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Issue: 63 - Mar 14, 2014
How My Son Fixed My Training Program
By: Louise S. Dunn
Snowgoose Veterinary Management Consulting

Learning Objectives – Three Part Series:

  • Effectively use your business history to make your hiring and interviewing strategy more productive.
  • Create a training plan that is not only successful for the new hire, but beneficial for the trainer as well.
  • Determine the best appraisals, coaching and performance enhancement strategies for your new hires.

The story following is a 3-part series about Claire*, a hospital manager driven to the brink of insanity because of complaints about new hires.  *The names have been changed to protect the innocent (ala the TV show “Dragnet” style).

Team Training – Not Just for Sports

Claire rushed in to the high school gym.  Janice, Claire’s friend, waved to signal an available seat next to her.  “Whew,” exclaimed Claire “Thanks for saving me a seat!  I was finishing up our interviews and I made a decision about who to hire.  Thank you so much for all your help – it went better than I ever imagined.  Next is to schedule training!”  Janice gave Claire a congratulatory pat on the back.  She knew all the work Claire had just gone through to change how the veterinary practice interviewed for a new employee (See Part 1 to see how Janice helped Claire with her hiring process).  The two friends watched the volleyball match end on a disappointing note.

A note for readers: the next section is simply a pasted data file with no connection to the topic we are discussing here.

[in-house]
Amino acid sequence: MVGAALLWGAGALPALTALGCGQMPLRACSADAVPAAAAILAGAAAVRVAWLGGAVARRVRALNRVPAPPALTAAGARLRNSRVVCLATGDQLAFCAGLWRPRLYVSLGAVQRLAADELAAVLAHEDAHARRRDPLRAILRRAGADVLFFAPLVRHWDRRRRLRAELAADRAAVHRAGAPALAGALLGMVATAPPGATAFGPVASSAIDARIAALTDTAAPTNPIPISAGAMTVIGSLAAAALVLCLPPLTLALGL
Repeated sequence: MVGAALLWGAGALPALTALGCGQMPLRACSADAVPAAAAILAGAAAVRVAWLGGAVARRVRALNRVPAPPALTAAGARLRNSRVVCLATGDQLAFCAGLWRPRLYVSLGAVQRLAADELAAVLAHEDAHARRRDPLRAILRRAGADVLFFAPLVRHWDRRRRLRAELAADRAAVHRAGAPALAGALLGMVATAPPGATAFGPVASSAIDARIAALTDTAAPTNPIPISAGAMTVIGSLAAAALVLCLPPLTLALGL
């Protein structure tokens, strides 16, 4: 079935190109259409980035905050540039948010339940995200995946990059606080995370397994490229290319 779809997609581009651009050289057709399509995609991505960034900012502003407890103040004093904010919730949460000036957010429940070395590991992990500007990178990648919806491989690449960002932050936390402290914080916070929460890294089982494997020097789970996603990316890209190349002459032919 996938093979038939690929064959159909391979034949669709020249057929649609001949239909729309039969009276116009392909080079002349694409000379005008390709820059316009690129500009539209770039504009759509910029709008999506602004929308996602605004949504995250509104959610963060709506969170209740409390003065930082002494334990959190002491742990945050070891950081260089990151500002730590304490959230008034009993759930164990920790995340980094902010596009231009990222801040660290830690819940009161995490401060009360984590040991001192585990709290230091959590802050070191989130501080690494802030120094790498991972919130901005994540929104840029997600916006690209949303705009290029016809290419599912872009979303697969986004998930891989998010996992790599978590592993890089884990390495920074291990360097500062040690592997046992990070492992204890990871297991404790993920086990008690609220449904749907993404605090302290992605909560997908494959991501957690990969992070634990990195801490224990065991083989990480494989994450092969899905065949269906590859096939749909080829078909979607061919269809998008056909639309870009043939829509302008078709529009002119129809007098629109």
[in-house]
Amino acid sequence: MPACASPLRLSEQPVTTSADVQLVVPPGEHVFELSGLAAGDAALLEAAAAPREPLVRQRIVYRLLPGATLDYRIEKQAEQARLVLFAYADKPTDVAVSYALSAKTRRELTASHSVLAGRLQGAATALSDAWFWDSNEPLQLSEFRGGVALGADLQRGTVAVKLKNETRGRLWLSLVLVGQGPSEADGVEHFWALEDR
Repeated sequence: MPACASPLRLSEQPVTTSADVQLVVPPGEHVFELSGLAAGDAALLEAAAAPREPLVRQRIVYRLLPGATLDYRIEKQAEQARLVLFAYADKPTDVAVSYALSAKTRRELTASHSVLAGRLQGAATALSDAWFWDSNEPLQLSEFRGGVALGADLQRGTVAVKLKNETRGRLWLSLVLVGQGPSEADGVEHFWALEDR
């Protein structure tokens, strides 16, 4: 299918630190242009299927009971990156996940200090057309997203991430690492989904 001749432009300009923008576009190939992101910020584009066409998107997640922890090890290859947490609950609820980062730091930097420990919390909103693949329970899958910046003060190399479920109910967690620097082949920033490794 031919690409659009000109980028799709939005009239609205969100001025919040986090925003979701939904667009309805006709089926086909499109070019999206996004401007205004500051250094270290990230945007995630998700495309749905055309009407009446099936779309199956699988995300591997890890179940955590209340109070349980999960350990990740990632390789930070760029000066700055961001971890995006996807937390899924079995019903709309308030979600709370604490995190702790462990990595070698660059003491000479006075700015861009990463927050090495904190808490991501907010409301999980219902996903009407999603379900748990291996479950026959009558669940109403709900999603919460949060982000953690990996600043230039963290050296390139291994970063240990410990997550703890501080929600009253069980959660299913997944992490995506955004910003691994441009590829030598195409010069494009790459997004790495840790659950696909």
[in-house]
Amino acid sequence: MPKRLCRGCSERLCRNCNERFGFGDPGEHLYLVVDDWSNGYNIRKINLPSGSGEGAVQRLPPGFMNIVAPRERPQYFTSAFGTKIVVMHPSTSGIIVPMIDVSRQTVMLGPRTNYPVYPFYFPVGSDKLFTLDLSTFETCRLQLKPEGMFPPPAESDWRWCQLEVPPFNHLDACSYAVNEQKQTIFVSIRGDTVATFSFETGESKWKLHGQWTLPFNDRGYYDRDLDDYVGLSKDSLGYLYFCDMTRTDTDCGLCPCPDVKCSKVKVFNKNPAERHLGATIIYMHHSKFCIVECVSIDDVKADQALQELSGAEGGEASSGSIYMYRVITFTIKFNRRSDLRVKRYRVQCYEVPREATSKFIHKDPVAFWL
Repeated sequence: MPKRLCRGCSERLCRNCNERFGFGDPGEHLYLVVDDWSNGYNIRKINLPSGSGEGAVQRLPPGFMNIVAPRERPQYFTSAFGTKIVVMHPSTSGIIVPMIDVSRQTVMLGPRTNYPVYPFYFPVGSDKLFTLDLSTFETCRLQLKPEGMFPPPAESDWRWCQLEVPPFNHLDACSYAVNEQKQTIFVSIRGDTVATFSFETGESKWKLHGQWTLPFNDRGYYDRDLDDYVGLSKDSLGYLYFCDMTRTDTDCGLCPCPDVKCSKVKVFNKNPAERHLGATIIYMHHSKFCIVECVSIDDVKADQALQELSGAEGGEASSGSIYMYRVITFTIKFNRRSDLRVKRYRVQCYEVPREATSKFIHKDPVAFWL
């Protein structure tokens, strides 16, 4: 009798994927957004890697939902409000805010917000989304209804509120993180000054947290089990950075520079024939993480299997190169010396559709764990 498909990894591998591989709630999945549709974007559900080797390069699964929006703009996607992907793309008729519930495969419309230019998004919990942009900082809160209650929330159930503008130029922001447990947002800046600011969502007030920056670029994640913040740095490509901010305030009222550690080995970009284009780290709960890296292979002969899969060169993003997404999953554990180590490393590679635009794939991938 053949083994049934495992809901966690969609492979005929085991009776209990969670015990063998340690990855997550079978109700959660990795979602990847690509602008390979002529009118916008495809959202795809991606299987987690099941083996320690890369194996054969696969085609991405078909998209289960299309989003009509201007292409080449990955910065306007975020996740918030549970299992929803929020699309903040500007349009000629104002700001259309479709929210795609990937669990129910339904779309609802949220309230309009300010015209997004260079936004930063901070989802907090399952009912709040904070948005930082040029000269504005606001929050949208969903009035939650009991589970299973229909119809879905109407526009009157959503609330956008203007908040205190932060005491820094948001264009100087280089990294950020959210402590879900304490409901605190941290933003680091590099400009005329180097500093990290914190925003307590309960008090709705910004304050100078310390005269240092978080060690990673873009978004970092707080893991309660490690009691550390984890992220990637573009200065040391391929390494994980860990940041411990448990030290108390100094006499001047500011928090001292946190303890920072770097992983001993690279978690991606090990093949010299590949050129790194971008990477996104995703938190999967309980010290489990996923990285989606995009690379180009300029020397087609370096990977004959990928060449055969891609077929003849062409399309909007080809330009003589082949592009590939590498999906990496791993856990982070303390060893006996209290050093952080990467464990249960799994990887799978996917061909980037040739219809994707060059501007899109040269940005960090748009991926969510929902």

As their boys approached the women at the end of the game, Janice’s son mumbled, “This year is gonna stink.  We have too many new players and a new coach.  We will never win a game.”  Claire’s son, Tim, responded in a way that surprised Claire.  Tim told Jason that he could see how the new players were just thrown into the system and not aware of the way the team had played in the past.   How they, as the “older” players, need to step up and assist the new coach to build the team.  He finished by saying he wished they had a training program to fix these things and help the new coach and players.

Janice laughed and turned to Claire – “I may have helped you with your hiring techniques, but I think your son can offer some ideas for your training program at work!”  Claire nodded in agreement and decided to let her son keep talking about his ideal training plan during the ride home.

Is It a Sports Team or the Veterinary Team?

“We have a team – but we aren’t a team.”  Claire listened as her son worked through the issues he felt his volleyball team had.  “Some are there just for fun, some want to be better players and others want to shoot for the State Title.”  Tim went on to say how they weren’t on the same page, some kids had no idea what position they were playing or what that position was supposed to do during a game.  We seem to just show up and run around the court chasing the ball because we really don’t know what to do!” 

Claire thought that was how she sometimes viewed everyone at the veterinary practice – just show up, run around from exam room to exam room without ever having a clue what all was going on in the business.  How often did she hear someone say, “That’s not my job,” or blaming someone else for dropping the proverbial ball?  “Just what can be done to change it?” Claire said out loud – to her son and to herself!